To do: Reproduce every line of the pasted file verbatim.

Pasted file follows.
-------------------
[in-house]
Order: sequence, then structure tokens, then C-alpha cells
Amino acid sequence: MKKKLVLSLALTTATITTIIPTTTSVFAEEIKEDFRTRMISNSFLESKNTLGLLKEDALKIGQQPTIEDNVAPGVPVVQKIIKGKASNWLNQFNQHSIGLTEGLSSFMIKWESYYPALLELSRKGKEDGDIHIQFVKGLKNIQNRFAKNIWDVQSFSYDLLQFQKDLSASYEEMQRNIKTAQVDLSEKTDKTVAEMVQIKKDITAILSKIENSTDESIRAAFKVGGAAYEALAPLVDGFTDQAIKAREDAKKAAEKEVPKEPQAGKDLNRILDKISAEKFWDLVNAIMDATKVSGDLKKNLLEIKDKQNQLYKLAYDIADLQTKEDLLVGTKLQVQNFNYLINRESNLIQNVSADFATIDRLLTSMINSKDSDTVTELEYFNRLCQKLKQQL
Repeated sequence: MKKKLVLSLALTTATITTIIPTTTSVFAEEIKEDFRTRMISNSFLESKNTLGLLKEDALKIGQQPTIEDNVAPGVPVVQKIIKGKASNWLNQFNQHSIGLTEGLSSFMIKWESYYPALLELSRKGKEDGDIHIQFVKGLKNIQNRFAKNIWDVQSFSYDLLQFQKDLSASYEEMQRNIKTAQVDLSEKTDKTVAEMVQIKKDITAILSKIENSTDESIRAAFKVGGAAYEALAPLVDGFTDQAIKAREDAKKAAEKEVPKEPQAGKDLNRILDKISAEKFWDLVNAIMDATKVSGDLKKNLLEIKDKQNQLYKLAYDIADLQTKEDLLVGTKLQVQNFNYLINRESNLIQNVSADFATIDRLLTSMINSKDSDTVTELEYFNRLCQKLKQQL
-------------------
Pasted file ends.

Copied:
[in-house]
Order: sequence, then structure tokens, then C-alpha cells
Amino acid sequence: MKKKLVLSLALTTATITTIIPTTTSVFAEEIKEDFRTRMISNSFLESKNTLGLLKEDALKIGQQPTIEDNVAPGVPVVQKIIKGKASNWLNQFNQHSIGLTEGLSSFMIKWESYYPALLELSRKGKEDGDIHIQFVKGLKNIQNRFAKNIWDVQSFSYDLLQFQKDLSASYEEMQRNIKTAQVDLSEKTDKTVAEMVQIKKDITAILSKIENSTDESIRAAFKVGGAAYEALAPLVDGFTDQAIKAREDAKKAAEKEVPKEPQAGKDLNRILDKISAEKFWDLVNAIMDATKVSGDLKKNLLEIKDKQNQLYKLAYDIADLQTKEDLLVGTKLQVQNFNYLINRESNLIQNVSADFATIDRLLTSMINSKDSDTVTELEYFNRLCQKLKQQL
Repeated sequence: MKKKLVLSLALTTATITTIIPTTTSVFAEEIKEDFRTRMISNSFLESKNTLGLLKEDALKIGQQPTIEDNVAPGVPVVQKIIKGKASNWLNQFNQHSIGLTEGLSSFMIKWESYYPALLELSRKGKEDGDIHIQFVKGLKNIQNRFAKNIWDVQSFSYDLLQFQKDLSASYEEMQRNIKTAQVDLSEKTDKTVAEMVQIKKDITAILSKIENSTDESIRAAFKVGGAAYEALAPLVDGFTDQAIKAREDAKKAAEKEVPKEPQAGKDLNRILDKISAEKFWDLVNAIMDATKVSGDLKKNLLEIKDKQNQLYKLAYDIADLQTKEDLLVGTKLQVQNFNYLINRESNLIQNVSADFATIDRLLTSMINSKDSDTVTELEYFNRLCQKLKQQL